Zenith's New Double Tourbillon Is a Thing of Rare Beauty

·2-min read
Photo credit: Courtesy
Photo credit: Courtesy

While we are big fans, at Esquire, of the affordable daily beater, sometimes, at the other end of the watch market, pie-in-the-sky, what-if notions of splendour can’t fail to turn our heads. Witness the Zenith Defy 21 Double Tourbillon Sapphire, launched this week.

It’s a mix of old-school horology delivered alongside a mind-bending cocktail of engineering and alchemy. First, the case. Made from a single block of sapphire crystal instead of the traditional steel or precious metal, it means the entire inner workings of the watch are on show, front, back and sideways. So, they need to be on their best behaviour. These workings and bridges have been PVD coated in blue (a first for Zenith), with facets in rhodium grey to add depth. A constellation of stars peppers the various bridges of the skeletonised movement.

As well as being a thing of rare beauty, however, the watch also contains a rather special tweak to the movement in which two independent tourbillons rotate to mitigate the effects of gravity on the accuracy of the movement. One rotates in a minute to regulate running seconds, the other—which regulates the 100th-of-a-second main second hand—rockets round in just five seconds. All of this does not detract from the purely functional operation of the chronograph function.

Tourbillon complications were created to mitigate the effects of gravity on the position of a pocket watch, given that the watch performs differently in a vertical or horizontal position. As a piece of wizardry, it’s not on its own brand new; Abraham Louis Breguet created the first tourbillon in 1801. But creating tourbillons in the modern era continues to be the polestar of excellence for the majority of high-end Swiss watch brands. It’s as if you’re not in the club if you can’t do a tourbillon.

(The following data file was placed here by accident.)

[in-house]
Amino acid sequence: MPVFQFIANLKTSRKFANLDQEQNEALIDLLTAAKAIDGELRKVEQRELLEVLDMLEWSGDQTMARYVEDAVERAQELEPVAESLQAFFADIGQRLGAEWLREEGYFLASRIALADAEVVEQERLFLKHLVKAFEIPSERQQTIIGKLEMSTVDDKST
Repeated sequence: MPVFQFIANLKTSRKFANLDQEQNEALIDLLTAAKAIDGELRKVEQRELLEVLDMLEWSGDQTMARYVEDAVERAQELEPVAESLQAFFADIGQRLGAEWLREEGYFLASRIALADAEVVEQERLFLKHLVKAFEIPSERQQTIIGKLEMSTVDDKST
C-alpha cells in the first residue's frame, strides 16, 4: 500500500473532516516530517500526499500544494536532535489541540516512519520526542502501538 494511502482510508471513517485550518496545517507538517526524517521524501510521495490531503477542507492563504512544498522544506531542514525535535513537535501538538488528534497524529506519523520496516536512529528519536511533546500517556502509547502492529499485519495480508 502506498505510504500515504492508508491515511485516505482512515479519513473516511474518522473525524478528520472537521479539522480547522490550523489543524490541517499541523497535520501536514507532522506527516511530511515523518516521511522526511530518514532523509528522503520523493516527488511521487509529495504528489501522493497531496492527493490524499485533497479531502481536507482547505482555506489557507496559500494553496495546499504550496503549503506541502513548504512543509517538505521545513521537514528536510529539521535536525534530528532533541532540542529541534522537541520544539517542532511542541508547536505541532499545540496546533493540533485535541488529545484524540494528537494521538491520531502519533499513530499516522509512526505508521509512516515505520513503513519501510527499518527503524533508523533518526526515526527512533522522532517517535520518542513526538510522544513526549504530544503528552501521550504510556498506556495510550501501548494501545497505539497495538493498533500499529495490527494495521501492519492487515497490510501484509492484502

You may well question the relevance to you and me of a £149,400 double tourbillon watch made out of sapphire crystal. Think of these sorts of things as the concept cars of the watch world, where money is no obstacle to out-of-the-box creativity. These are the horological testing grounds; while they may be breaking entirely new ground in materials science, these exercises can also make the technology viable later at far less stratospheric prices. And, if you look close enough at more feet-on-the-ground watches, before long, some of the design elements here will trickle down too, into everyday watches we may one day even wear ourselves. So, for a brand like Zenith, as well as adding the wow factor to the lineup, these projects are vital to ensuring that the in-house expertise and the technology remains at the razor-sharp end of innovation. On the other hand, none of this stops us all from gasping at the sheer beauty of the thing, just as it is.

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